by Yan Gao
Carolyn Merchant’s book Autonomous Nature traces paradigmatic shifts in environmental thinking from a long-term perspective. Derived from her ever-enduring interest in and perpetual investigations of chaos and complexity theories, Merchant probes into the roots and evolution of the terms natura naturans (“Nature naturing,” or nature creating, evolving, and changing) and natura naturata (“Nature natured,” or nature as experienced in the everyday world) from ancient times through the Scientific Revolution. In so doing, she argues that we should re-conceptualize the human-nature relationship not as one of order and predictability but as one of unruliness and unpredictability. This beautifully written book not only offers a new way to understand the interdependencies between the human and non-human world, but also provides insights into tangible issues such as climate change and environmental justice in the twenty-first century.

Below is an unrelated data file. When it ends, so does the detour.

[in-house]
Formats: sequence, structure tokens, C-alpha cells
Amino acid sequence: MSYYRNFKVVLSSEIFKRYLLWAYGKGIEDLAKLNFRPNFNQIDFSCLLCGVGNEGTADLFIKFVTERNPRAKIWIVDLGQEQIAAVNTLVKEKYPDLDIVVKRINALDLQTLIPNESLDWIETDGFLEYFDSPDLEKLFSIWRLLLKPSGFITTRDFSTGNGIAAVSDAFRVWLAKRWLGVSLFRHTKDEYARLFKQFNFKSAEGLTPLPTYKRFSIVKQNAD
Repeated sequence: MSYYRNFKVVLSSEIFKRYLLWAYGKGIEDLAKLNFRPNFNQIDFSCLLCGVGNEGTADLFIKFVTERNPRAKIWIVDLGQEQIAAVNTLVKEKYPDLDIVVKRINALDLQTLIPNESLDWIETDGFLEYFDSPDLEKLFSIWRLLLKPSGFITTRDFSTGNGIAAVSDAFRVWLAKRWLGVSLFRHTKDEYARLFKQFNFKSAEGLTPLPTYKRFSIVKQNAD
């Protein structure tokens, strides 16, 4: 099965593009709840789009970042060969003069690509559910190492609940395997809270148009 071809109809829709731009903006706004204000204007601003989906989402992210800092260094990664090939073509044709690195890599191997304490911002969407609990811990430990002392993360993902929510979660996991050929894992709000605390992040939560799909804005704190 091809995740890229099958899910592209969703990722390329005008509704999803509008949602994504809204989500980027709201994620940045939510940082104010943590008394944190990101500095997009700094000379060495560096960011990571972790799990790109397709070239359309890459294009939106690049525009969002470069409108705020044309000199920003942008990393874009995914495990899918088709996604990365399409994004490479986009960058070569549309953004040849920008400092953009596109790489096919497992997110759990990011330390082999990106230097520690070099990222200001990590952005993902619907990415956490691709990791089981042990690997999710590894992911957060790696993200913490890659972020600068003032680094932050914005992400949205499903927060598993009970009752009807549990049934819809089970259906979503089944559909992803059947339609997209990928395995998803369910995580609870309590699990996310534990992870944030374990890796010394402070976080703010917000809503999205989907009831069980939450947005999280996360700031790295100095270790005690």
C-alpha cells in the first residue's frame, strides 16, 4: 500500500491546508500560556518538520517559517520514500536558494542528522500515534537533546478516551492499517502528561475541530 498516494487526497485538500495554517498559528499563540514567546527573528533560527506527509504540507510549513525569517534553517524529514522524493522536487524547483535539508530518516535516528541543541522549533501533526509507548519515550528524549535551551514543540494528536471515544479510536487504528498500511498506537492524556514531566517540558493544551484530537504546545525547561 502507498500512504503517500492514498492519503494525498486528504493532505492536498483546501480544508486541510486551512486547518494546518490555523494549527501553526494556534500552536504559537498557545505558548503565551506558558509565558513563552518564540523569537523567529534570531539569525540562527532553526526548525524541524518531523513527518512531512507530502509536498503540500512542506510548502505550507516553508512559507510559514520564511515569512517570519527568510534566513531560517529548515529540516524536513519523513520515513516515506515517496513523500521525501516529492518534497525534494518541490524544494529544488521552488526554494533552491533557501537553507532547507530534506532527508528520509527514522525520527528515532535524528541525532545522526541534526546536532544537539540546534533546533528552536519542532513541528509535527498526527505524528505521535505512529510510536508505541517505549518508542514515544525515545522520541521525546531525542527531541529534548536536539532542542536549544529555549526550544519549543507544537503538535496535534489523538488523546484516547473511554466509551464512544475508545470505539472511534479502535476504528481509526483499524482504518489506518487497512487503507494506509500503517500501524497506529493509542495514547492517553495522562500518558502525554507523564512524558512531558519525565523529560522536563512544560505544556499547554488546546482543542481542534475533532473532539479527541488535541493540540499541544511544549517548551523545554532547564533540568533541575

The book has two parts. Part I is entitled “Autonomous Nature,” in which Merchant examines natural disasters and the roots of a dualistic Nature—Nature as an unpredictable, disorderly, ever-changing force and Nature as predictable everyday events—in Greco-Roman philosophy, medieval Christian thought, and the Renaissance. Each of the three chapters in Part I starts with a catastrophe, including the eruption of Mount Vesuvius in 79 CE, a major earthquake in northern Italy in 1348, and the bubonic plague outbreaks of the fourteenth century, and then she proceeds to examine how key philosophers, artists, and writers have conceptualized Nature and how the contemporaries of the catastrophes she explores understood the dialectical relationship between natura naturans and natura naturata. Merchant notes that the economic, technological, and intellectual advances in the period from the late Middle Ages to the Renaissance gave rise to human confidence in controlling Nature, which sets the stage for Part II.